By Stephen Abbott Pugh –
If something is described as the “new black gold”, everyone from leading businesspeople to presidents tends to listen.
So when a panel at last year’s Transform Africa Summit in Kigali described open data in this way, it was only a matter of time before countries across the region started making moves to capitalise on this opportunity.
Rwanda is now on the verge of passing a ‘data revolution’ policy which will enshrine the country’s move towards creating an open data ecosystem. A final version is due to be considered by the Cabinet soon and is part of national efforts to “build a data driven economy”.
The policy is also a component of the Smart Rwanda Master Plan in which the government has committed to “openness and transparency, as well as [recognising] the enormous potential that lies in data use for business and decision making”.
The draft policy covers two main areas: open data and the ‘data revolution’. So what do these terms mean?
Open data is data or information which can be “freely used, modified, and shared by anyone for any purpose”, according to the Open Definition.
Advocates believe that the release of timely, machine-readable open data from a variety of sources has the potential to revolutionise business, technology and government by unlocking the value held in combining datasets which often lie unused or underutilised.
In the last six months, Rwanda has come top of African countries in Open Knowledge’s Global Open Data Index, second in sub-Saharan Africa in the Open Data Barometer and ranked fourth globally for the availability of national statistics as open data. These findings have been welcomed by the Government of Rwanda and ministers but more is still to be done. In particular, the Open Data Barometer showed that, despite the efforts made so far, Rwanda is yet to feel much impact from open data.
Ideas about how to increase impact abound. The Ministry of Agriculture and Animal Resources has signed up to be a member of the GODAN movement to share open agricultural data while the Ministry of Infrastructure has started to integrate Rwanda’s geographical and spatial data on a new portal.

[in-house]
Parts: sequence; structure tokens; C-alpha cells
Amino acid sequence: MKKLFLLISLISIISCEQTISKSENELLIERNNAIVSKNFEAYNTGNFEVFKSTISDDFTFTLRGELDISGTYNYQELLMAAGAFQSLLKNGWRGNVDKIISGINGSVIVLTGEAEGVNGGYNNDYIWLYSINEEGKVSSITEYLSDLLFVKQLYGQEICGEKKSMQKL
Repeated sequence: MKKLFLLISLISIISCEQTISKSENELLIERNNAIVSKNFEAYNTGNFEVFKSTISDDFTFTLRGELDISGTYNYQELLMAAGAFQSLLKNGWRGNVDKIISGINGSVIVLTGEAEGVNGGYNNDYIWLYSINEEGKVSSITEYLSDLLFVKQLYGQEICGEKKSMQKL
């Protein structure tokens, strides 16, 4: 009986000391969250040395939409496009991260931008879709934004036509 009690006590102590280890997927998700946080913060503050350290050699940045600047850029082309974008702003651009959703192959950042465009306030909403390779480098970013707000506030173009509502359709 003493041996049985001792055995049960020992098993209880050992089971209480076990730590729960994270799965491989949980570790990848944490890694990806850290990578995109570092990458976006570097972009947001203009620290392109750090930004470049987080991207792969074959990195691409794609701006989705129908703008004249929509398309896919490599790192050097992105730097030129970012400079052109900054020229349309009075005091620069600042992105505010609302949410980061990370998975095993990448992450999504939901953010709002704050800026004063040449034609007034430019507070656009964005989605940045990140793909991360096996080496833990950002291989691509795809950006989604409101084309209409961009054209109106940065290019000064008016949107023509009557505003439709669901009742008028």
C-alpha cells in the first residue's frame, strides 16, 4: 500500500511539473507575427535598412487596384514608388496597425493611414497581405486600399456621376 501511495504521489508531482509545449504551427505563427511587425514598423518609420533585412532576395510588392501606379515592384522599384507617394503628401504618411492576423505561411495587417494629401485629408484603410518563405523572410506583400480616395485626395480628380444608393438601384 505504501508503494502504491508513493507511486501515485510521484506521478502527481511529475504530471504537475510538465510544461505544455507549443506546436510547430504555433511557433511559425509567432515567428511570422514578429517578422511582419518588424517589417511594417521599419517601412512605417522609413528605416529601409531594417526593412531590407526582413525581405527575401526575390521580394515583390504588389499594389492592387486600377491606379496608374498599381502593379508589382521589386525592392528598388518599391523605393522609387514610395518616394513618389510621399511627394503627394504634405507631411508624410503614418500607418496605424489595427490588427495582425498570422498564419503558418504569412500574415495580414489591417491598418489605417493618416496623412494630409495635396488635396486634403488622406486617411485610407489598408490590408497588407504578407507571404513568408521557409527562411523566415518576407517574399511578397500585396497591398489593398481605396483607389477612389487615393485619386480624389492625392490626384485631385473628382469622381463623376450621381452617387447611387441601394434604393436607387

Both initiatives look to unlock the value of existing data for people looking to improve farming or building practices in the country. Another programme is underway with the aim of helping one million farmers in Rwanda get better access to climate data. Local experts also say that insurance firms and banks should move fast to take advantage of the increased availability of data.
However in terms of both open data and the ‘data revolution’, challenges lie ahead. The ‘data revolution’ is the shorthand used for the steps needed to move from existing systems of decision-making and planning to new ones driven by better, more up-to-date data.
Much of the international conversation across Africa about this revolution has focused on the paucity or poor quality of existing data. This has led to calls for an “African data revolution” with organisations like the United Nations and the Web Foundation working to get countries to sign up to efforts including the African Data Consensus and the Open Data Charter.
Improving data quality and provision are integral steps towards giving countries the ability to measure their progress towards the Global Goals which will set international development policy to 2030.
Many organisations found it difficult to accurately work out how much progress many countries had made towards the Millennium Development Goals which preceded the Global Goals and they want to do everything possible to get hold of more accurate data as well as filling gaps in knowledge.
In Rwanda, the government wants to measure advances towards EDPRS II targets with open data and one local advocate estimated that targets within 15 of 17 Global Goals – also known as the Sustainable Development Goals – can be measured using GIS mapping data.
A key pillar of any data policy is that a lot of people from government, civil society, technology and the private sector need to work together in order to capitalise on the opportunities arising. So it is great to see that Rwanda’s draft policy–drawn up by the Ministry of Youth and ICT– enshrines the principles that Rwanda’s data revolution will be demand driven as well as calling for engagement with data users, more public/private partnerships and the creation of a data innovation hub to generate ideas and new opportunities.
With such a national policy in place to guide efforts, the stage will be set for Rwanda to start digging into this data to find the “black gold” which could help power the country’s growth up to 2020 and beyond.
The writer is the co-founder of Tumenye, a Rwandan technology company focused on open data and civic technology
Source: The New Times